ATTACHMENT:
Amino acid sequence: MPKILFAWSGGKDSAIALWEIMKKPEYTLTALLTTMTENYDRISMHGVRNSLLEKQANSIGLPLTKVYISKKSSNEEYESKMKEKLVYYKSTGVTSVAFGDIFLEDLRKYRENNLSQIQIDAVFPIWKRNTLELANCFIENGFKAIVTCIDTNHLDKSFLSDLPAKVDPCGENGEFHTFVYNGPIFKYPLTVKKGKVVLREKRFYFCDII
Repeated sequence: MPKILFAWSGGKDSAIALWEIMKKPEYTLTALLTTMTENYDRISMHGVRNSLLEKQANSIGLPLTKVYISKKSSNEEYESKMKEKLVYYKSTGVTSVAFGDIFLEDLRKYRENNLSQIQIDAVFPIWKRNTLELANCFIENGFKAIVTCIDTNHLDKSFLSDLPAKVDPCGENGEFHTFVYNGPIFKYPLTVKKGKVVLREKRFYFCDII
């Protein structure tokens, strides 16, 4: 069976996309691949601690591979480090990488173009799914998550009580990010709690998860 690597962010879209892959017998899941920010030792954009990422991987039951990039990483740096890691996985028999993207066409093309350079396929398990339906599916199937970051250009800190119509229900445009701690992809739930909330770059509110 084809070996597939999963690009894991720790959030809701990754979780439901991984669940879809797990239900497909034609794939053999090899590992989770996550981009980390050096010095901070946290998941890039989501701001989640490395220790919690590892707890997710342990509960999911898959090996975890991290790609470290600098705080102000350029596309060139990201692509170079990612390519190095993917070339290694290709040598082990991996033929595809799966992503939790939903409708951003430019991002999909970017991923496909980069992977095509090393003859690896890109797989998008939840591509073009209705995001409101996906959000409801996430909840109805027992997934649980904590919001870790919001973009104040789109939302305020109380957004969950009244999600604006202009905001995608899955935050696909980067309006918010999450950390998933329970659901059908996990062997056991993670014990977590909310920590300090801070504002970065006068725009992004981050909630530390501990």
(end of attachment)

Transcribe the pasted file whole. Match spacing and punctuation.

Amino acid sequence: MPKILFAWSGGKDSAIALWEIMKKPEYTLTALLTTMTENYDRISMHGVRNSLLEKQANSIGLPLTKVYISKKSSNEEYESKMKEKLVYYKSTGVTSVAFGDIFLEDLRKYRENNLSQIQIDAVFPIWKRNTLELANCFIENGFKAIVTCIDTNHLDKSFLSDLPAKVDPCGENGEFHTFVYNGPIFKYPLTVKKGKVVLREKRFYFCDII
Repeated sequence: MPKILFAWSGGKDSAIALWEIMKKPEYTLTALLTTMTENYDRISMHGVRNSLLEKQANSIGLPLTKVYISKKSSNEEYESKMKEKLVYYKSTGVTSVAFGDIFLEDLRKYRENNLSQIQIDAVFPIWKRNTLELANCFIENGFKAIVTCIDTNHLDKSFLSDLPAKVDPCGENGEFHTFVYNGPIFKYPLTVKKGKVVLREKRFYFCDII
């Protein structure tokens, strides 16, 4: 069976996309691949601690591979480090990488173009799914998550009580990010709690998860 690597962010879209892959017998899941920010030792954009990422991987039951990039990483740096890691996985028999993207066409093309350079396929398990339906599916199937970051250009800190119509229900445009701690992809739930909330770059509110 084809070996597939999963690009894991720790959030809701990754979780439901991984669940879809797990239900497909034609794939053999090899590992989770996550981009980390050096010095901070946290998941890039989501701001989640490395220790919690590892707890997710342990509960999911898959090996975890991290790609470290600098705080102000350029596309060139990201692509170079990612390519190095993917070339290694290709040598082990991996033929595809799966992503939790939903409708951003430019991002999909970017991923496909980069992977095509090393003859690896890109797989998008939840591509073009209705995001409101996906959000409801996430909840109805027992997934649980904590919001870790919001973009104040789109939302305020109380957004969950009244999600604006202009905001995608899955935050696909980067309006918010999450950390998933329970659901059908996990062997056991993670014990977590909310920590300090801070504002970065006068725009992004981050909630530390501990």